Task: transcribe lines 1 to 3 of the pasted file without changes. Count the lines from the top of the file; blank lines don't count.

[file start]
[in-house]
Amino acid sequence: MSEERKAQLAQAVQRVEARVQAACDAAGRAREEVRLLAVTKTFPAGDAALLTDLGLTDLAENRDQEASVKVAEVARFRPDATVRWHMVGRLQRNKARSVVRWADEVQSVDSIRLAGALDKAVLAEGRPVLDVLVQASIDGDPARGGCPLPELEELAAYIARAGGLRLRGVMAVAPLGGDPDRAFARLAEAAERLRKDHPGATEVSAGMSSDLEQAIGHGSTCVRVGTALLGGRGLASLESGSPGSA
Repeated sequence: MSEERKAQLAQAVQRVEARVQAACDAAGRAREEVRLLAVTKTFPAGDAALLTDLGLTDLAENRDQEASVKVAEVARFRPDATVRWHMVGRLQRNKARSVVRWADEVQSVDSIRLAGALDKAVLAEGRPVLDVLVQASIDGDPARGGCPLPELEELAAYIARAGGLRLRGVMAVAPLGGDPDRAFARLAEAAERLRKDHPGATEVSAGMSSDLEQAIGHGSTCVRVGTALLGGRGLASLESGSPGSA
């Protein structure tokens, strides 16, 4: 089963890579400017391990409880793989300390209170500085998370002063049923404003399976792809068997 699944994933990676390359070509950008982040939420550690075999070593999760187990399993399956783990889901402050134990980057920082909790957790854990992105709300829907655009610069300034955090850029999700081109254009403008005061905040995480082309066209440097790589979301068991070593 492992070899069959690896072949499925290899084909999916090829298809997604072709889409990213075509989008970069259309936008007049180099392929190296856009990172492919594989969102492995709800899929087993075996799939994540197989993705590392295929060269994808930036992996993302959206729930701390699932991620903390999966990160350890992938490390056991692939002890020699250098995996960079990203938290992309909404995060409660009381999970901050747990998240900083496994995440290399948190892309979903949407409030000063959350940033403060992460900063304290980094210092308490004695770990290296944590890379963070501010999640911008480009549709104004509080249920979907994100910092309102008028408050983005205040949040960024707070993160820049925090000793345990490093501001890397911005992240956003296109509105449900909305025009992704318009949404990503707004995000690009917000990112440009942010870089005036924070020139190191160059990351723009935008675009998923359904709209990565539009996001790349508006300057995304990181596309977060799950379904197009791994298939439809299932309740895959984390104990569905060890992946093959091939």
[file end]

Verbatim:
[in-house]
Amino acid sequence: MSEERKAQLAQAVQRVEARVQAACDAAGRAREEVRLLAVTKTFPAGDAALLTDLGLTDLAENRDQEASVKVAEVARFRPDATVRWHMVGRLQRNKARSVVRWADEVQSVDSIRLAGALDKAVLAEGRPVLDVLVQASIDGDPARGGCPLPELEELAAYIARAGGLRLRGVMAVAPLGGDPDRAFARLAEAAERLRKDHPGATEVSAGMSSDLEQAIGHGSTCVRVGTALLGGRGLASLESGSPGSA
Repeated sequence: MSEERKAQLAQAVQRVEARVQAACDAAGRAREEVRLLAVTKTFPAGDAALLTDLGLTDLAENRDQEASVKVAEVARFRPDATVRWHMVGRLQRNKARSVVRWADEVQSVDSIRLAGALDKAVLAEGRPVLDVLVQASIDGDPARGGCPLPELEELAAYIARAGGLRLRGVMAVAPLGGDPDRAFARLAEAAERLRKDHPGATEVSAGMSSDLEQAIGHGSTCVRVGTALLGGRGLASLESGSPGSA